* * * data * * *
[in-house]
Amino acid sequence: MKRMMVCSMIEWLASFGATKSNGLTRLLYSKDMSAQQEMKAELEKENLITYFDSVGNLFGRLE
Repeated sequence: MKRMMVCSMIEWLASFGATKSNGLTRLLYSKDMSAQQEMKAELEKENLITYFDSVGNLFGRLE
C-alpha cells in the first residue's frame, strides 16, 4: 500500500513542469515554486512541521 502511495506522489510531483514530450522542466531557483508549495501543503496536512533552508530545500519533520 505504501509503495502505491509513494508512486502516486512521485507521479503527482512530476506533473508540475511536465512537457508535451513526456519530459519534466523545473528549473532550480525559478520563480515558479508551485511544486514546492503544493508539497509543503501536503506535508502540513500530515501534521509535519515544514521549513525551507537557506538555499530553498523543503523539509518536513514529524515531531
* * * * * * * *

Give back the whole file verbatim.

[in-house]
Amino acid sequence: MKRMMVCSMIEWLASFGATKSNGLTRLLYSKDMSAQQEMKAELEKENLITYFDSVGNLFGRLE
Repeated sequence: MKRMMVCSMIEWLASFGATKSNGLTRLLYSKDMSAQQEMKAELEKENLITYFDSVGNLFGRLE
C-alpha cells in the first residue's frame, strides 16, 4: 500500500513542469515554486512541521 502511495506522489510531483514530450522542466531557483508549495501543503496536512533552508530545500519533520 505504501509503495502505491509513494508512486502516486512521485507521479503527482512530476506533473508540475511536465512537457508535451513526456519530459519534466523545473528549473532550480525559478520563480515558479508551485511544486514546492503544493508539497509543503501536503506535508502540513500530515501534521509535519515544514521549513525551507537557506538555499530553498523543503523539509518536513514529524515531531